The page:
Professor Robert Service: Stalin plans for an Eastern Europe that is subject to Soviet influence. That’s not the same as an Eastern Europe that’s fully Communised, but it does mean that Communist political influence is going to be very strong in those countries. He plays his cards very carefully in 1945 and 1946, turning those countries into countries that cannot say no to the Soviet Union, but they’re not yet Communist.

Commentary: By the spring of 1946, Winston Churchill was sure where all this was leading, and he said so in a famous speech he gave in Fulton, Missouri.

Archive of Winston Churchill (5th March 1946): From Stettin in the Baltic to Trieste in the Adriatic an Iron Curtain has descended across the Continent. Behind that line lie all the capitals of the ancient states of Central and Eastern Europe. This is certainly not the liberated Europe we fought to build up. Nor is it one which contains the essentials of permanent peace. There never was a war in history easier to prevent by timely action than the one which has just desolated such great areas of the globe. It could have been prevented, in my belief, without the firing of a single shot, and Germany might be powerful, prosperous and honoured today. But no-one would listen. And one by one we were all sucked into the awful whirlpool. We surely, ladies and gentlemen, I put it to you, surely we must not let that happen again.

Commentary: And in an attempt to not let it happened again, the Americans launched in 1947 one of the biggest packages of economic help in history – the Marshall Plan. Any eligible European country – east or west – could ask for a share of this aid. But to receive it, they had to first agree to abide by concepts alien to Stalin – like the right of free speech. And so in response, in Soviet occupied Eastern Europe, Stalin took decisive action.

Professor Robert Service: It’s only when the Marshall Plan is introduced by the Americans in 1947 that he takes this enormous gamble of fully Communising all of those countries. He feels he’s got nothing to lose. And the Americans don’t respond. Because the Soviet presence in Eastern Europe is by then fairly consolidated and they would have had to have said to American people: now there has to be a Third World War.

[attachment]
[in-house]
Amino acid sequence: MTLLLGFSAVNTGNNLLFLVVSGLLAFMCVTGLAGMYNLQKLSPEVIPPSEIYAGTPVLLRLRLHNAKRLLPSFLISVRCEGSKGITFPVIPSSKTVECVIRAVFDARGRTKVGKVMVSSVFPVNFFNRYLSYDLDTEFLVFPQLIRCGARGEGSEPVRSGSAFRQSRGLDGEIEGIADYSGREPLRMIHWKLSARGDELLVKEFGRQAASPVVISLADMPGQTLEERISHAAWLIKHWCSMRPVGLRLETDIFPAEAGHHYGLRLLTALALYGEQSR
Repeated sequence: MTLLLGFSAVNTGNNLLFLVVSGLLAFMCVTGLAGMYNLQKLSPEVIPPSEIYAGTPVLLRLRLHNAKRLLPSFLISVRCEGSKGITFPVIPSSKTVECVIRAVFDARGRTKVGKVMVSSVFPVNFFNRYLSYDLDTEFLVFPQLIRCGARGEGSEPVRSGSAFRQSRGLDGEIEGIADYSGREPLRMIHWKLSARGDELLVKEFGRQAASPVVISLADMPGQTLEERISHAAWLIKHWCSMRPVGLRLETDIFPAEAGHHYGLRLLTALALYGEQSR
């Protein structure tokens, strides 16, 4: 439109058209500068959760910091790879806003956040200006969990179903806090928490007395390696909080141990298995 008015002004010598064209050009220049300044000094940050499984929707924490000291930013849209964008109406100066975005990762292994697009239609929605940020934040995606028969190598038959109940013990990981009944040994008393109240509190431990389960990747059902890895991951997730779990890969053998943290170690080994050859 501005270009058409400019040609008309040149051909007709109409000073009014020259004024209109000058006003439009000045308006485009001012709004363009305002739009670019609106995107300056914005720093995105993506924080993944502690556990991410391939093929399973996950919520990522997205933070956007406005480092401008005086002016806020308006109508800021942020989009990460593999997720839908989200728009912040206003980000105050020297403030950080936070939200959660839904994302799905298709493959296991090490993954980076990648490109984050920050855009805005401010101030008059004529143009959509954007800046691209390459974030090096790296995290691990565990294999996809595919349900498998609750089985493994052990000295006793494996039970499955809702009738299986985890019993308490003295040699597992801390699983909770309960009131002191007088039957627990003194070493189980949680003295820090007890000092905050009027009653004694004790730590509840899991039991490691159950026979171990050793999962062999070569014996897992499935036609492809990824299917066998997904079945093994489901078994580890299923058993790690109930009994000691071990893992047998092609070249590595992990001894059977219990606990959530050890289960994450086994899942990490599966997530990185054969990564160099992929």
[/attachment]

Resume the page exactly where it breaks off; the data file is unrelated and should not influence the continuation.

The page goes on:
Commentary: By 1947 this was the map of Europe. With almost all of Eastern Europe in Communist control behind what was now known as the ‘Iron Curtain’. But to many, this division of Europe had been all but inevitable.

Professor Robert Dallek: As George Kennan, the great diplomat and later historian said: the price we paid for the Soviets tearing the guts out of the Nazi war machine in World War Two was their domination of East, Central Europe.

Commentary: By the time of Stalin’s death in March 1953 the Soviet Union was an established superpower and the Cold War with America had been launched. Stalin had ensured that the Soviets now had their own nuclear weapons and the uneasy stand off with the West would now last until the fall of the Soviet Union nearly forty years later. Maybe Stalin had never willed the Cold War, but his actions had played a decisive part in bringing it about.